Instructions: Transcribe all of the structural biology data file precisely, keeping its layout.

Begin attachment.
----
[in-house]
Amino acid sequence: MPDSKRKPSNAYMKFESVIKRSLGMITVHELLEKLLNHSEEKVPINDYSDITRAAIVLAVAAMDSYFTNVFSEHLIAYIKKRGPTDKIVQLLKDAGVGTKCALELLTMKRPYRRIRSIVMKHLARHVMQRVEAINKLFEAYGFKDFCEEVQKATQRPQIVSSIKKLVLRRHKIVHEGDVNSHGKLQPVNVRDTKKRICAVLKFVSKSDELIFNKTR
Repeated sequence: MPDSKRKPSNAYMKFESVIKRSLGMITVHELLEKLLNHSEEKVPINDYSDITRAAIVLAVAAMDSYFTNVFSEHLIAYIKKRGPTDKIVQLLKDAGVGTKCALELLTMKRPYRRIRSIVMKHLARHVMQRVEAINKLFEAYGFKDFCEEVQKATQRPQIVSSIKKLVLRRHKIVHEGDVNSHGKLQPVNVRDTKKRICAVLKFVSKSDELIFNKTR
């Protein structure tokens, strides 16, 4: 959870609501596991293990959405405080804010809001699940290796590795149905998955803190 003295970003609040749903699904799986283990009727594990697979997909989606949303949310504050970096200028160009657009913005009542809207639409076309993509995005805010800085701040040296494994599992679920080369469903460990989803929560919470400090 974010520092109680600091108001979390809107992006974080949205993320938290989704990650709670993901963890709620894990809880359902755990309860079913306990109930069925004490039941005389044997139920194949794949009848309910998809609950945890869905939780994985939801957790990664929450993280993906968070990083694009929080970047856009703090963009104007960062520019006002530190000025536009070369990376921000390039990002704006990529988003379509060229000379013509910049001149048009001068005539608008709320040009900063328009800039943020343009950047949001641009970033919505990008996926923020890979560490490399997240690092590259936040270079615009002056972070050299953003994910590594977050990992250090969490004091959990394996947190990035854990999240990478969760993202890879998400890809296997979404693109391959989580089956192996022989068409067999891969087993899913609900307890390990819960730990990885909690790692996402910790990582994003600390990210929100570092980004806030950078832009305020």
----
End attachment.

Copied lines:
[in-house]
Amino acid sequence: MPDSKRKPSNAYMKFESVIKRSLGMITVHELLEKLLNHSEEKVPINDYSDITRAAIVLAVAAMDSYFTNVFSEHLIAYIKKRGPTDKIVQLLKDAGVGTKCALELLTMKRPYRRIRSIVMKHLARHVMQRVEAINKLFEAYGFKDFCEEVQKATQRPQIVSSIKKLVLRRHKIVHEGDVNSHGKLQPVNVRDTKKRICAVLKFVSKSDELIFNKTR
Repeated sequence: MPDSKRKPSNAYMKFESVIKRSLGMITVHELLEKLLNHSEEKVPINDYSDITRAAIVLAVAAMDSYFTNVFSEHLIAYIKKRGPTDKIVQLLKDAGVGTKCALELLTMKRPYRRIRSIVMKHLARHVMQRVEAINKLFEAYGFKDFCEEVQKATQRPQIVSSIKKLVLRRHKIVHEGDVNSHGKLQPVNVRDTKKRICAVLKFVSKSDELIFNKTR
């Protein structure tokens, strides 16, 4: 959870609501596991293990959405405080804010809001699940290796590795149905998955803190 003295970003609040749903699904799986283990009727594990697979997909989606949303949310504050970096200028160009657009913005009542809207639409076309993509995005805010800085701040040296494994599992679920080369469903460990989803929560919470400090 974010520092109680600091108001979390809107992006974080949205993320938290989704990650709670993901963890709620894990809880359902755990309860079913306990109930069925004490039941005389044997139920194949794949009848309910998809609950945890869905939780994985939801957790990664929450993280993906968070990083694009929080970047856009703090963009104007960062520019006002530190000025536009070369990376921000390039990002704006990529988003379509060229000379013509910049001149048009001068005539608008709320040009900063328009800039943020343009950047949001641009970033919505990008996926923020890979560490490399997240690092590259936040270079615009002056972070050299953003994910590594977050990992250090969490004091959990394996947190990035854990999240990478969760993202890879998400890809296997979404693109391959989580089956192996022989068409067999891969087993899913609900307890390990819960730990990885909690790692996402910790990582994003600390990210929100570092980004806030950078832009305020």